Our Gospel reading for today is the rather curious passage from Luke 20:27-38, which involves a convoluted story about a woman who was married and remarried to seven brothers in succession, with the hope that one of them would impregnate her. The question asked of Jesus by the Sadducees was which of them would be her husband at the resurrection. It is a rather awful story, filled with patriarchal beliefs about women, marriage and child bearing.
I did not feel God leading me to preach on this passage today.
However, the point of the story is of interest. Jesus affirms that there IS a resurrection, that there is an afterlife, and that it will be wonderful. And this affirmation of Jesus – that life does not simply end when our bodies die – prompts us to think about salvation and what it means to be saved.
For that, we turn to our Second Testament reading: 2 Thessalonians 2:13-17 (I’ve bolded some of the key words):
13 But we ought always to thank God for you, brothers and sisters loved by the Lord, because God chose you as firstfruits to be saved through the sanctifying work of the Spirit and through belief in the truth. 14 He called you to this through our gospel, that you might share in the glory of our Lord Jesus Christ.
15 So then, brothers and sisters, stand firm and hold fast to the teachings[b] we passed on to you, whether by word of mouth or by letter.
16 May our Lord Jesus Christ himself and God our Father, who loved us and by his grace gave us eternal encouragement and good hope, 17 encourage your hearts and strengthen you in every good deed and word.
What do we learn about salvation from this passage?
- First, God chose us – God called us. Salvation is always God’s initiative. And God chooses and calls every person into fellowship with God. God’s mission is to reconcile the WHOLE world to God’s self, under the headship of Christ (Ephesians 1:9-14). When God calls us, God calls us by name. It is personal. God wants YOU personally. It is not just that God wants to save everyone, like some anonymous conglomerate of humanity. No! It is that God’s has chosen YOU personally, by name, and called you to be in fellowship with God, to be saved.
- Second, we are saved through two main actions (according to this passage):
- First, we are saved through the sanctifying work of the Spirit. When God calls us, Holy Spirit comes and resides in us. Spirit makes a home in our hearts, comes and lives inside of us (1 Corinthians 6:19). God works to transform us into the image of Christ, from the inside out, through the sanctifying work of the Spirit.
- Second, we are saved through our belief in the truth. And what is this truth? Jesus Christ is truth (John 14:6; John 8:31-32). We can do nothing to attain salvation; salvation is in its entirety the result of Christ’s work, through creation, his incarnation, his ministry, his death, his resurrection and his ascension to the right hand of God. We can’t add to this. All we can do is respond to the truth of it. And ‘to believe in’ something or someone is much the same as ‘to trust in’ someone or even better, ‘to entrust ourselves’ to someone. We entrust ourselves into the truth of Jesus.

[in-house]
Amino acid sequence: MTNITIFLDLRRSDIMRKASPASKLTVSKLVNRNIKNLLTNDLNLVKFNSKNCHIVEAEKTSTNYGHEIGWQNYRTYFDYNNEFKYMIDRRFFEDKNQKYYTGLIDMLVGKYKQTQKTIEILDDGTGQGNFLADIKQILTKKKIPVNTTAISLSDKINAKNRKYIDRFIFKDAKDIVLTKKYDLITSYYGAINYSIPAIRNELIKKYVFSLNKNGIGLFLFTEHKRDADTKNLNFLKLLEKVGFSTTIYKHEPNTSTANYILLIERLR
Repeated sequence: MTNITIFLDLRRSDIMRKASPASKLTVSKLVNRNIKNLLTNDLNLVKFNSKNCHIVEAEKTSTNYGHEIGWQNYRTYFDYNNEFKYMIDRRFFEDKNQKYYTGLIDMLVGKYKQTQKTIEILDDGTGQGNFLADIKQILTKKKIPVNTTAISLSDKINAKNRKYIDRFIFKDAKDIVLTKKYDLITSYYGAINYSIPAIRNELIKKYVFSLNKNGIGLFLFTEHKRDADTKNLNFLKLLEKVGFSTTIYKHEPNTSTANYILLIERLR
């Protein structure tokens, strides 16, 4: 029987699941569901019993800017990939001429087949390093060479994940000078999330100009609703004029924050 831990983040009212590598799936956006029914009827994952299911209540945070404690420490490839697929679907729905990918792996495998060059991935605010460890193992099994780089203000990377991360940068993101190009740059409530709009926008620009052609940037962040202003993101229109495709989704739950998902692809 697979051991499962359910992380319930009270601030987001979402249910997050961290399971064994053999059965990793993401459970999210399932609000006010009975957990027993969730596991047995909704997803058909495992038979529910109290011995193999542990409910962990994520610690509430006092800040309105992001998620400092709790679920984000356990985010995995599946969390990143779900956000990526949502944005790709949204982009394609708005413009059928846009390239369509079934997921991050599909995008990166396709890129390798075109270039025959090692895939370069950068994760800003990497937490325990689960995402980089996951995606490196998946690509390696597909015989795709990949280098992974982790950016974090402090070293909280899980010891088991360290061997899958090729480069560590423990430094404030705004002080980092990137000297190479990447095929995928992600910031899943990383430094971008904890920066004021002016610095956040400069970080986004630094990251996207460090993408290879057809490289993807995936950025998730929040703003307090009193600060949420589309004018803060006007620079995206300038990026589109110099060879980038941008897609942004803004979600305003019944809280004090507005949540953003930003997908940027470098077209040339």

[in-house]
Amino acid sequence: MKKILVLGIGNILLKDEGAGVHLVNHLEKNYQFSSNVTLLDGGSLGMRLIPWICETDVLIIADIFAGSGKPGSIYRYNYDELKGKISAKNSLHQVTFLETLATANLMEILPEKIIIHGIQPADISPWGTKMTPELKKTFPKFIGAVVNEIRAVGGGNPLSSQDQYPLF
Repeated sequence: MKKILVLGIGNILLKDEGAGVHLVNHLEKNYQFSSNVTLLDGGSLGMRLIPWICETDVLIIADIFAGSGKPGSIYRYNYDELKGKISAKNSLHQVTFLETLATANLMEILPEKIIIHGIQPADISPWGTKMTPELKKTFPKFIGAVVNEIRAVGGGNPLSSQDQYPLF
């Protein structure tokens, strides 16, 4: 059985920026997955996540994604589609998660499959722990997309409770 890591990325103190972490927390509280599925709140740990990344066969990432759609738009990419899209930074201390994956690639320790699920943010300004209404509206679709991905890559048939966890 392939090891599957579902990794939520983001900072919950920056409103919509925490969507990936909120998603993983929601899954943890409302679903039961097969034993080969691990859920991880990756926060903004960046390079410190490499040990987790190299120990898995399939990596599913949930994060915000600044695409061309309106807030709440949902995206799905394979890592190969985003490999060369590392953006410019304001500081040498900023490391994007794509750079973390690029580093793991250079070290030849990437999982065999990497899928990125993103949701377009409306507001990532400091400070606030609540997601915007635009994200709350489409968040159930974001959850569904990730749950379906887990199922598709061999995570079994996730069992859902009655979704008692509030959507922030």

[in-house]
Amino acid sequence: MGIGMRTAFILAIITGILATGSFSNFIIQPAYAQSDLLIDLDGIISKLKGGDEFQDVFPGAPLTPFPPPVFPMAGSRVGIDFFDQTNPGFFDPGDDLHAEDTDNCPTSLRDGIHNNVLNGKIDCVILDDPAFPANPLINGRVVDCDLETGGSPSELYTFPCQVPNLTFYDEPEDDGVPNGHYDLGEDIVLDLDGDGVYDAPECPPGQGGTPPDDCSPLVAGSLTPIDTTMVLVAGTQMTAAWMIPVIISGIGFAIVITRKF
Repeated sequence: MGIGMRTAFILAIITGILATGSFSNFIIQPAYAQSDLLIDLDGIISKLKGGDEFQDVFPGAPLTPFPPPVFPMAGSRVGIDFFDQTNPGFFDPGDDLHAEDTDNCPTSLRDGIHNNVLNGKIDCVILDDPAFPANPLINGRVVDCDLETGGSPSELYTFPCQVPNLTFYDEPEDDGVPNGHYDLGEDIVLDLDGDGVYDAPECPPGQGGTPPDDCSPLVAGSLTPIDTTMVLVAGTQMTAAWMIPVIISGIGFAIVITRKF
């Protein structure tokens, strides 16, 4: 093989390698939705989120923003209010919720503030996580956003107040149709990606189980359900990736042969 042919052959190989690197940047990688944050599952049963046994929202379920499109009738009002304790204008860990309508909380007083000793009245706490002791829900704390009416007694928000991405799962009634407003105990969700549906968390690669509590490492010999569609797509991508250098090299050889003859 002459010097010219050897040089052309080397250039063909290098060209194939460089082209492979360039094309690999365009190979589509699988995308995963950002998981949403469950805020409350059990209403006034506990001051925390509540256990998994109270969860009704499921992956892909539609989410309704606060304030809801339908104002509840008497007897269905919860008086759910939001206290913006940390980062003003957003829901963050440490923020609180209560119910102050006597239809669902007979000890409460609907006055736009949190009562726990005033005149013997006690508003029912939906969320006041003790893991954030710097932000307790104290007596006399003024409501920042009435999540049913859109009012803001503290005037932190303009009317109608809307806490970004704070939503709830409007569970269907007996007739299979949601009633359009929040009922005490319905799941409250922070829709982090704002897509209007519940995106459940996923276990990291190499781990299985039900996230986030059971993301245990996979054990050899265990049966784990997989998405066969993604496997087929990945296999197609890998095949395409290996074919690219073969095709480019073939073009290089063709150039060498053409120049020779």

- Third, the result of this salvation is that we get to share in the glory of our Lord Jesus Christ. It is not so much that we become glorious, but that we bask in the radiance of God’s glory. We can be confident that when we die, we enter into the enjoyable and wonderful presence of God. Jesus spoke about this in our earlier reading (Luke 20:36): “they can no longer die; for they are like the angels. They are God’s children, since they are children of the resurrection.”
- Finally, because of all of this, we are encouraged to stand firm and hold fast to our faith. Sometimes, maybe often, our faith is frail and feeble. Sometimes life gets on top of us. Sometimes we succumb to sin. Sometimes pain, suffering and illness burden us. Sometimes evil in the world – violence, hatred, exclusion, oppression, poverty and injustice – overwhelm us. In these times, especially, God calls us, urges us, to stand firm in and to hold fast to Christ.
In Paul’s final words in this brief passage, he offers a blessing. I liked this blessing so much, we read it four times during the service, twice as a blessing, with my hand outstretched. I again stretch out my hands to you in blessing, saying:
May our Lord Jesus Christ himself and God our Father, who loved us and by his grace gave us eternal encouragement and good hope, encourage your hearts and strengthen you in every good deed and word.